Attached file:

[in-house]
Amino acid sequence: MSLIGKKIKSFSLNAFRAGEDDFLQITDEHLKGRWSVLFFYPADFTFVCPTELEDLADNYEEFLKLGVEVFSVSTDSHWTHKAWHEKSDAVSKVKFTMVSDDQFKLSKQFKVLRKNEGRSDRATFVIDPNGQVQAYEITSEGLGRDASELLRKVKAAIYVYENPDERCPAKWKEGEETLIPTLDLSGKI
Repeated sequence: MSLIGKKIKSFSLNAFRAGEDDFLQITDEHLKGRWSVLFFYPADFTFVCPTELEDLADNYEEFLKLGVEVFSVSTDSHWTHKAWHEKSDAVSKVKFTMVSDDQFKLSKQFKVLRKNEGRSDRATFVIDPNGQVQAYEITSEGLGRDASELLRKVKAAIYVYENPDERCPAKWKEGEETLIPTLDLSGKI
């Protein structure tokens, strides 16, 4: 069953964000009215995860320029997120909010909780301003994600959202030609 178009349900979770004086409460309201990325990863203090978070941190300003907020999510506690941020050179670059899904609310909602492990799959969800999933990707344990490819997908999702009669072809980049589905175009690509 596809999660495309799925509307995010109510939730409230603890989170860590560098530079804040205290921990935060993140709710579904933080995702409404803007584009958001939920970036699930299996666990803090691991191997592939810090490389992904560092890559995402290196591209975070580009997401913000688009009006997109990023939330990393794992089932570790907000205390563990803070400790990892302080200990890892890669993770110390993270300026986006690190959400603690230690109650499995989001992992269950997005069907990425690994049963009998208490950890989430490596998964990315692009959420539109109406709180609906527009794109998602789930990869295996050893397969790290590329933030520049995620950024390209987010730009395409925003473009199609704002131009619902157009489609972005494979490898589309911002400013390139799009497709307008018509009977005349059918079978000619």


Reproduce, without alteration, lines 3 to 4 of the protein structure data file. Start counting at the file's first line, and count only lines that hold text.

Repeated sequence: MSLIGKKIKSFSLNAFRAGEDDFLQITDEHLKGRWSVLFFYPADFTFVCPTELEDLADNYEEFLKLGVEVFSVSTDSHWTHKAWHEKSDAVSKVKFTMVSDDQFKLSKQFKVLRKNEGRSDRATFVIDPNGQVQAYEITSEGLGRDASELLRKVKAAIYVYENPDERCPAKWKEGEETLIPTLDLSGKI
């Protein structure tokens, strides 16, 4: 069953964000009215995860320029997120909010909780301003994600959202030609 178009349900979770004086409460309201990325990863203090978070941190300003907020999510506690941020050179670059899904609310909602492990799959969800999933990707344990490819997908999702009669072809980049589905175009690509 596809999660495309799925509307995010109510939730409230603890989170860590560098530079804040205290921990935060993140709710579904933080995702409404803007584009958001939920970036699930299996666990803090691991191997592939810090490389992904560092890559995402290196591209975070580009997401913000688009009006997109990023939330990393794992089932570790907000205390563990803070400790990892302080200990890892890669993770110390993270300026986006690190959400603690230690109650499995989001992992269950997005069907990425690994049963009998208490950890989430490596998964990315692009959420539109109406709180609906527009794109998602789930990869295996050893397969790290590329933030520049995620950024390209987010730009395409925003473009199609704002131009619902157009489609972005494979490898589309911002400013390139799009497709307008018509009977005349059918079978000619």